Watching the news, reading Hemingway and most non-fiction tends towards that factual quality that says: take it or leave it for what it is. And when the news is unpleasant, it can leave one feeling a little helpless. And when such a story meets a great poet, this combination can be an effective vehicle for delivering uncomfortable truths.
Like the news, a poem can inform a reader on all the realities of our day but with a lot more empathy. A great poet can make a news story, the poet’s story. A great poem invites readers to make the poet’s story, their story – if for just the moment of reading. Thus, this kind of news can be quite powerful.
Some of the best poems ever written are about the ugliest subjects such as war, hatred and other such human sorrows and evils. My purpose in this blog is to attract more readers to poetry not disturb them away, however, since we explore the best qualities in poetry I think this less sunny side must be touched on a little bit.
Langston Hughes was the first poet, in my research, to pull me in this direction. While his work is very soulful and searching, his poetry is also very political – for lack of a better word. I don’t think he crafted himself that way as a poet. His life was simply submerged in political and social circumstances and he let that out in his poetry.
Deeper into this research, I found two incredible poets who wrote amazing poetry about war. It was late at night. I was alone in front of my laptop. I fell into the war poetry of Miklós Radnóti and Wilfred Owen and it felt like the world stood still. The poems are disturbing but I can honestly say I am grateful to be disturbed by this work, especially the postcard series from Miklós Radnóti. Not only did he write powerfully but he gave the raw story about his circumstances, while still retaining his humanity and helping me feel my own even when reading about such a horrible time in our history. I’m being deliberately vague. If interested, please find the full poems. They are uncomfortable, though. His poems brought me closer to that time in history than any film, book, teacher or documentary I have experienced on that subject. And they are very short poems.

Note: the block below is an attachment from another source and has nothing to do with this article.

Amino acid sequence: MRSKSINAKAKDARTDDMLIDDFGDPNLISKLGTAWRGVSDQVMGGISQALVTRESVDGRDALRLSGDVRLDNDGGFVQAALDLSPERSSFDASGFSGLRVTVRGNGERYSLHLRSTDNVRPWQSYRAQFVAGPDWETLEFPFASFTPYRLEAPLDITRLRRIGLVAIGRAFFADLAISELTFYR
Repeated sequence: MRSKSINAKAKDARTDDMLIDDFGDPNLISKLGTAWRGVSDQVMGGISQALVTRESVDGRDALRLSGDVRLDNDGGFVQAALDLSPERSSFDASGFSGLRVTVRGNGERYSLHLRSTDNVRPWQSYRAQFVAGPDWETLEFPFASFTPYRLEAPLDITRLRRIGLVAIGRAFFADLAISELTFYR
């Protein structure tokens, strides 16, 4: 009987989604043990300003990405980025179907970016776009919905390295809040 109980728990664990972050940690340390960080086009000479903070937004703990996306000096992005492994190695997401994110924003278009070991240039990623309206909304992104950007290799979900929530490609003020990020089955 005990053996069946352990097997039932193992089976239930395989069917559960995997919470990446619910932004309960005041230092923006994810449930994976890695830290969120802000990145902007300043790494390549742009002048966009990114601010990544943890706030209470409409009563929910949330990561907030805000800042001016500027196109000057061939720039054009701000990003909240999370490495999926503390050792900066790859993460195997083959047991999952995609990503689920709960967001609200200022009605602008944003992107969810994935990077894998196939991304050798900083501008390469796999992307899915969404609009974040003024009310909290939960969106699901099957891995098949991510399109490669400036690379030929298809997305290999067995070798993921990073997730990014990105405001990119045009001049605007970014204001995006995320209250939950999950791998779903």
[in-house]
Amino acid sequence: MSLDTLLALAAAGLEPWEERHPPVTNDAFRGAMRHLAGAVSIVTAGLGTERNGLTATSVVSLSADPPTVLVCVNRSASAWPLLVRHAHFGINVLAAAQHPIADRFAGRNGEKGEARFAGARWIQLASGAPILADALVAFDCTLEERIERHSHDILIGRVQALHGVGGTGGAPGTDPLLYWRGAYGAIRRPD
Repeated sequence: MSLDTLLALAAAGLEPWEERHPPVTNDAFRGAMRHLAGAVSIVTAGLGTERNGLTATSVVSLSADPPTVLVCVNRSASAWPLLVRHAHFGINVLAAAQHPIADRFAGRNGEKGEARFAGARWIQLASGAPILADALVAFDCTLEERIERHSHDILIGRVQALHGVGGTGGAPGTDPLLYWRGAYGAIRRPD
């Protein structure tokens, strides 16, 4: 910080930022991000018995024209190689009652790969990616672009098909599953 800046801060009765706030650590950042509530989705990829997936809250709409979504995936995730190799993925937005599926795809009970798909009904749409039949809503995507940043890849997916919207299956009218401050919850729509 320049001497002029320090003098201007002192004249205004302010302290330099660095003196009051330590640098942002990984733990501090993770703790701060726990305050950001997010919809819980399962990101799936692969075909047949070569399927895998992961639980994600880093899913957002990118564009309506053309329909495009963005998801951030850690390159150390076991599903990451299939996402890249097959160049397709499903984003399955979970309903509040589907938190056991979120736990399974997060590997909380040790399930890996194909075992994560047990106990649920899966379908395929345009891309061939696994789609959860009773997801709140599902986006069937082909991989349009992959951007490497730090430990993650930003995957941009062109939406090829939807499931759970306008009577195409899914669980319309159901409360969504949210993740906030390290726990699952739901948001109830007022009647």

If this blog has peaked your interest, please check out this week’s ‘poetry appreciation’ video on Youtube, … a small piece of poetry can sometimes march, which is a short collection of fragments from brilliant war and political poetry, with a fitting intro from one of Dylan Thomas’ famous poems. I took care to exclude anything that was too graphic or depressing. The purpose of this video is not to disturb anybody but to suggest that some poems, some poets – like some subjects – may be worth being disturbed by and to invite readers to seek out these poems, as well as other poets that have the skill to tell our harder stories.
Also, if interested in exploring other art forms that were inspired by social/political circumstances, please check out:
- ANPO: Art X War – a 2010 documentary film directed by Linda Hoaglund. This film discusses the post-war American military occupation in Japan through the eyes of visual artists. http://www.anpomovie.com/
- The Wasteland – an uplifting documentary of an artist who goes to Rio de Janeiro’s largest landfill site to create portraits with garbage aided by local garbage pickers. http://www.wastelandmovie.com/
- Also please check out Andrew Graham Dixon’s art documentary series on Russian Art where he features the courageous work of the Wanderers. It was available online but unfortunately I was unable to find an active link. He’s prominent on YouTube. I imagine it will become available again soon.